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Friday night at the drive-in might sound like a weekend highlight of bygone days, but those days are back—big time. With theaters still closed in the wake of COVID-19, Colorado’s handful of drive-in movie theaters have seen a major resurgence in popularity.
“We’ve actually been growing year over year consistently,” says Josh Cisar, general manager of the Holiday Twin in Fort Collins. “You have that generation that went to the drive-in as kids that now has children and is thinking, ‘That was so cool. Is there one in my area? What a cool thing to do.’ The drive-ins that have survived have adapted to digital technology. We’ve learned to market ourselves. On a Friday or Saturday in the summer when a new movie comes out, we sometimes turn away 200 cars.”
Opened in 1968, the Holiday Twin is one of only seven long-standing drive-in theaters still operating in Colorado, where audio was once delivered via pole-mounted external speakers to station wagons stuffed with children in pajamas, moms in curlers, and teenagers packed into pick-up trucks. Cisar’s stepfather, drive-in industry legend Wes Webb, purchased the Holiday Twin in 1979 and worked one of its box office windows himself, greeting guests for decades before he passed away last year at age 87. Still a family operation, the Holiday Twin’s nightly business is largely run by Cisar, his mother, wife, and brother.
Cisar’s film buyer tells him that the Holiday Twin is currently the highest performing drive-in in the United States. Like the other entertainment venues in Colorado under coronavirus-related restrictions, the drive-in must run at 50 percent capacity, which amounts to about 360 cars across its two screening areas. Offering double features nightly for $9 per person, most films are of the retro variety (this weekend’s screenings include the old and newer Jumanji on one screen and Jurassic World and Minions on the other) since new releases are on hold. Still, the Twin’s showings have been consistently sold out since reopening in May.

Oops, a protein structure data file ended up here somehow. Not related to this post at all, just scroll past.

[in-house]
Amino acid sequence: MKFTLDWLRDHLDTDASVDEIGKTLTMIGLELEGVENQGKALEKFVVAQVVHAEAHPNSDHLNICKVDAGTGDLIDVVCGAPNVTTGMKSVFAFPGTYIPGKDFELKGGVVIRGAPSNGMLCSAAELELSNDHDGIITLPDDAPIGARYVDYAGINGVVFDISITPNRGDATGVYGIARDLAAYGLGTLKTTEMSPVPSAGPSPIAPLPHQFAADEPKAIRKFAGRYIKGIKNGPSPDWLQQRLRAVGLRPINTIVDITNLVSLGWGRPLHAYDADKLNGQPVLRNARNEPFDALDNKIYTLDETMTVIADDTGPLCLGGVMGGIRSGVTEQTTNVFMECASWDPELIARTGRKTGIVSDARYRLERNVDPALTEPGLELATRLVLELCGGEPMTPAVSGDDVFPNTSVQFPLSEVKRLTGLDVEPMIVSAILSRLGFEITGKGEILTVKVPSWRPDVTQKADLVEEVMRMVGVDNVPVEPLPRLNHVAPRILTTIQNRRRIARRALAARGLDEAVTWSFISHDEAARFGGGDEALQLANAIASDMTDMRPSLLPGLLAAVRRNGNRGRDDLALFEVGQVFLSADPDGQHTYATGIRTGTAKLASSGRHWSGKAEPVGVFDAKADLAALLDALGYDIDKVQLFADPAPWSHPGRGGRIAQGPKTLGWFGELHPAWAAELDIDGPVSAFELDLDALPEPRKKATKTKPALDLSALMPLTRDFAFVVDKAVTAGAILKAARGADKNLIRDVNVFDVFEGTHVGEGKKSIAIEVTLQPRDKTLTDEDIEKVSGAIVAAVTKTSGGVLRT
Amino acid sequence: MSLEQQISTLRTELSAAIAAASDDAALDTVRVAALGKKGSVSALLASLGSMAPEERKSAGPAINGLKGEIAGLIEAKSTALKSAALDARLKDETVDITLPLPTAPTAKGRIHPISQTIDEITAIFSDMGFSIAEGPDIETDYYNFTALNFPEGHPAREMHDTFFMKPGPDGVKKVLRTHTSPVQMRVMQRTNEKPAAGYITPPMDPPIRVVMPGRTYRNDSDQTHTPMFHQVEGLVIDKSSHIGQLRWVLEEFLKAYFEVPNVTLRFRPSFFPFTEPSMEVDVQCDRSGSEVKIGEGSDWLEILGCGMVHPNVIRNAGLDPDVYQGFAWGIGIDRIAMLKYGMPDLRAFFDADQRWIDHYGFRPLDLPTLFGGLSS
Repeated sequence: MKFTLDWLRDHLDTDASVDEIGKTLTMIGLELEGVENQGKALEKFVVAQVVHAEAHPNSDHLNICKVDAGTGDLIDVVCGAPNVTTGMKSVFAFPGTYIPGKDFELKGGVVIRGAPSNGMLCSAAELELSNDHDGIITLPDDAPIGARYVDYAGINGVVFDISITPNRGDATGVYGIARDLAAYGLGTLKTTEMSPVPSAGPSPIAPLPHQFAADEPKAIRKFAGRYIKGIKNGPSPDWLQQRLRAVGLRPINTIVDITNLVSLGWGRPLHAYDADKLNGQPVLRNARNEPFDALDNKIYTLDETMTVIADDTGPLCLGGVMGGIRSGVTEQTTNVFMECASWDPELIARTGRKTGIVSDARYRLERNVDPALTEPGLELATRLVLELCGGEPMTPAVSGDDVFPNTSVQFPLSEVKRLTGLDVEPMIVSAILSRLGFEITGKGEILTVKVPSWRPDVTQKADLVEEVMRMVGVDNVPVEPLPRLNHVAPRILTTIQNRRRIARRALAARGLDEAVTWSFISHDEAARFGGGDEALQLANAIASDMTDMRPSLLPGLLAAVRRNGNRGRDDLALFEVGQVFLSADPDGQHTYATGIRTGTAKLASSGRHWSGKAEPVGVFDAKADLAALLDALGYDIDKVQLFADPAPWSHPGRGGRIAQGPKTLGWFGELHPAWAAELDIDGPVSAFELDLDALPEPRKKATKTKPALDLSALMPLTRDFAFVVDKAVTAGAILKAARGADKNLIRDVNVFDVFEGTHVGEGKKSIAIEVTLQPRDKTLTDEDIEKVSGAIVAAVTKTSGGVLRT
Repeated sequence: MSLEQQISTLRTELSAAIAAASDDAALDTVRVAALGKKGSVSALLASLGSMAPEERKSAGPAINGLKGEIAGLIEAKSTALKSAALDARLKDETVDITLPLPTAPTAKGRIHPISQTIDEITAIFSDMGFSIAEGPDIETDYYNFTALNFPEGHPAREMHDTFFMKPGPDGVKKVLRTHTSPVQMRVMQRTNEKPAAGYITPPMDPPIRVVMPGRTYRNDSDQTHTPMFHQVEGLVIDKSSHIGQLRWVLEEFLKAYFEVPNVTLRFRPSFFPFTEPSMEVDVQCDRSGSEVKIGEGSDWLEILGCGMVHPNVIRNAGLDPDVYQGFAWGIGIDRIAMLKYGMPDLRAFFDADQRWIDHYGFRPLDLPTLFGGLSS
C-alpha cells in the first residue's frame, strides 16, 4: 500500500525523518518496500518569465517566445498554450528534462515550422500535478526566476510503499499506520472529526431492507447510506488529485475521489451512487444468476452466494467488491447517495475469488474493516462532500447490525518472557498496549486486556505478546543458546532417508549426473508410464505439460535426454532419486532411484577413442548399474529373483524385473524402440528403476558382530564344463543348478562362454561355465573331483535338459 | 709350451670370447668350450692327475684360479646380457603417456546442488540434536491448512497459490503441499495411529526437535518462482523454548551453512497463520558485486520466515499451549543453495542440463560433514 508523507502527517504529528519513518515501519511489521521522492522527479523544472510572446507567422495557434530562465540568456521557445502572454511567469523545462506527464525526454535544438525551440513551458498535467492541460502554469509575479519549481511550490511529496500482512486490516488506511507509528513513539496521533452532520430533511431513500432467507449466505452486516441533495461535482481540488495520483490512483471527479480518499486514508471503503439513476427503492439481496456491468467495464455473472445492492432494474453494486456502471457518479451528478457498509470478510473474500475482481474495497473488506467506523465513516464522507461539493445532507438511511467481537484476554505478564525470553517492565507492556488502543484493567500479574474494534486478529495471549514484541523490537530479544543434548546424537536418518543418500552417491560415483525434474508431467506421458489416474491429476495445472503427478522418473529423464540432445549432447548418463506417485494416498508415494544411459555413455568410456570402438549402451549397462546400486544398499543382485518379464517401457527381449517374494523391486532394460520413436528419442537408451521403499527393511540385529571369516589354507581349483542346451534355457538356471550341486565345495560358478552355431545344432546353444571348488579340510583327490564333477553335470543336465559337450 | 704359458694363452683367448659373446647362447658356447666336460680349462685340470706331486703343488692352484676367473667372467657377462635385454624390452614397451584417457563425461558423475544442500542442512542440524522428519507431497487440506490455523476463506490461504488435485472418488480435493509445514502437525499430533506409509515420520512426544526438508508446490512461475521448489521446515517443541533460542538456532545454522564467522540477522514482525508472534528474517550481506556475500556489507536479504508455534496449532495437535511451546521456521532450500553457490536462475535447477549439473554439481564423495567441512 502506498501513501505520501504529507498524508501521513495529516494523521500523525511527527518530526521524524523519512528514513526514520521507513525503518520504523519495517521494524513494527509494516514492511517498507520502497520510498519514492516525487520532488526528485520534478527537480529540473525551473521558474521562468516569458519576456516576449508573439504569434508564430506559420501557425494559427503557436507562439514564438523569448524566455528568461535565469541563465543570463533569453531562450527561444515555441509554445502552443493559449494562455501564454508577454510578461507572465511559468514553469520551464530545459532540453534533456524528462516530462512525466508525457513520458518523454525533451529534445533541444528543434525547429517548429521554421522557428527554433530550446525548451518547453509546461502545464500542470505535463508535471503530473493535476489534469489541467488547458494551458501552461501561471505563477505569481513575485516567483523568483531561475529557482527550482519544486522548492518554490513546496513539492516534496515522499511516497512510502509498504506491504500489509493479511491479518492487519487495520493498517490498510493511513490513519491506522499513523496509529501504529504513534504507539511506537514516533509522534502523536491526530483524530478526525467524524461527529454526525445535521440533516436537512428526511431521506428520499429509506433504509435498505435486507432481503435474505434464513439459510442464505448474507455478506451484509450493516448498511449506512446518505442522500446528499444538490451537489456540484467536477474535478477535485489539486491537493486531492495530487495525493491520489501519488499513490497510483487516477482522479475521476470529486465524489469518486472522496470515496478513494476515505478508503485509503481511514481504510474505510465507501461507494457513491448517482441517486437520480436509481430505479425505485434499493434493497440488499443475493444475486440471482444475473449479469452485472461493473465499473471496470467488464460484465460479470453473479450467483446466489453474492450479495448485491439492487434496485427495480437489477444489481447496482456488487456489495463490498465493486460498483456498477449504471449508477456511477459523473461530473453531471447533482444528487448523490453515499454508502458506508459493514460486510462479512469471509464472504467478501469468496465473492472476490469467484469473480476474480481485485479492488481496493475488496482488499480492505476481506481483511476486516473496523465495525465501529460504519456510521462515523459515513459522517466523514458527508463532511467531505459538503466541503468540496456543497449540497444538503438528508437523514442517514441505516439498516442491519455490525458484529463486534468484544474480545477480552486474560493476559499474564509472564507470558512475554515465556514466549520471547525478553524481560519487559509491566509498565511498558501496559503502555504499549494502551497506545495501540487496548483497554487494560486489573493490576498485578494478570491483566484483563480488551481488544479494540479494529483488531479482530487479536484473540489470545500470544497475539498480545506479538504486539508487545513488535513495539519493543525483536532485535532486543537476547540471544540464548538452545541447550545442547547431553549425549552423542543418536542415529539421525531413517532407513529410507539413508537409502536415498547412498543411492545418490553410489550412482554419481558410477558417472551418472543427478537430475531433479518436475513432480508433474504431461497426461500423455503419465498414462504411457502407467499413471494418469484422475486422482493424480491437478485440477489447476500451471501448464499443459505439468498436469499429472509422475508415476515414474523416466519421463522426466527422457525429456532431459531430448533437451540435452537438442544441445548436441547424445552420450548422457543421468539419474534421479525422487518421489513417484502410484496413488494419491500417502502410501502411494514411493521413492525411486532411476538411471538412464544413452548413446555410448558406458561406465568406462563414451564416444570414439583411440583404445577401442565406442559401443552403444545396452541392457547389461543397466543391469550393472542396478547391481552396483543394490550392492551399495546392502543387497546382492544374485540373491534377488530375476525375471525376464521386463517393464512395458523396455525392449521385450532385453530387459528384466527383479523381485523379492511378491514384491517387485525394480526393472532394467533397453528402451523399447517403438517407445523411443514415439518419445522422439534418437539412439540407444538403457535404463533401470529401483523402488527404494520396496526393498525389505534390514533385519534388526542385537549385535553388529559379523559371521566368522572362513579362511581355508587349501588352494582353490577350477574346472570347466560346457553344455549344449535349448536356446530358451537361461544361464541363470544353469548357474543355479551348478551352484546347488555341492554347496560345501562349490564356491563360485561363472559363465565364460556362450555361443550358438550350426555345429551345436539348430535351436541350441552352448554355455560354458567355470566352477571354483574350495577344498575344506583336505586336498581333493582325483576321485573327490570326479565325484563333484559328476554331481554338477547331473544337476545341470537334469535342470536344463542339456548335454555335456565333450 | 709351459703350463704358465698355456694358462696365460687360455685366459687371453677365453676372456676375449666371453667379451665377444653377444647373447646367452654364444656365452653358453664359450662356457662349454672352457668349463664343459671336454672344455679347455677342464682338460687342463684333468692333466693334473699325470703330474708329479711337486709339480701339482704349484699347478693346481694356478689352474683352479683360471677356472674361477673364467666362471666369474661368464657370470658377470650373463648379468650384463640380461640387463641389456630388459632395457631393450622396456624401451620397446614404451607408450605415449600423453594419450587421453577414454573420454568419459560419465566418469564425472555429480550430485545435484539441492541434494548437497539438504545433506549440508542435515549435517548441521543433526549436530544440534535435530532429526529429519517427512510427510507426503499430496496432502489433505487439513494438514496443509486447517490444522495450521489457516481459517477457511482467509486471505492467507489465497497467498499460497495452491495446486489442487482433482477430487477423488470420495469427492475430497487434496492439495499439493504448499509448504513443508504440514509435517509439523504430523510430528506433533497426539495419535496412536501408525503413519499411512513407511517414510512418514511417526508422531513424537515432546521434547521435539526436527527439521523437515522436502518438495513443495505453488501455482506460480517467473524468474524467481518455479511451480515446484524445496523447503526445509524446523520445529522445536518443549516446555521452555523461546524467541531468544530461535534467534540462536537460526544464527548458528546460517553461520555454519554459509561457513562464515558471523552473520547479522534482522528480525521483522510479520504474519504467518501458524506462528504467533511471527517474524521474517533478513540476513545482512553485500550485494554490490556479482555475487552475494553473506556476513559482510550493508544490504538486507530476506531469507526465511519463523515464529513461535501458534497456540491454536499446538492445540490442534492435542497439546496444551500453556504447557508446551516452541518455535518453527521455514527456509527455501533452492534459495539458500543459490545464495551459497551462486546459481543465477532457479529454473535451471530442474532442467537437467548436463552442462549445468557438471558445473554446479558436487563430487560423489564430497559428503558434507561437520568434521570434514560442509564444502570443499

“We’re at half capacity, but sustained throughout the week,” Cisar says. “Most people who normally wouldn’t come on a Tuesday, now are. It’s like any day we’re playing anything, we have a lot of people.”
The poles that once held the external speakers now conveniently mark the spaces between which one vehicle (normally two) may park with physical distancing protocol in place. Audio is delivered by the Twin directly to your vehicle’s sound system. Tickets must be purchased online in advance. Snacks and drinks are ordered online and picked up at their patio outside—many selling out on a nightly basis. In addition, the Twin recently opened a beer garden, where drinks must be purchased in person and face-coverings are required. The venue also just began hosting the Fort Collins Music Association’s Drive & Jive, a summer-long weekly live music series featuring a band performing on stage and projected onto the big screen with audio streamed through car radios every Tuesday night. Like movies, guests watch from inside or just outside of their vehicles.
“I think people love the fact that there’s something to do that has a sense of normalcy,” Cisar says. “I love it. I’ve loved the scene since I was a kid. The drive-in is a place to come and forget about everything else that’s going on.”
Historic drive-ins still operating in Colorado:
- Star Drive in Montrose (First opened in 1950 and operated by the same family for 71 years, the Star is open nightly. A burger at the snack bar here will set you back $3.50.)
- Holiday Twin in Fort Collins
- Tru-Vu in Delta
- 88 Drive in Commerce City
- Mesa Drive in Pueblo (reopening date TBA)
- Comanche Drive in Buena Vista
- Star Drive in Monte Vista. (This theater is connected to the Best Western Movie Manor, where each hotel room has a view of one of the two movie screens.)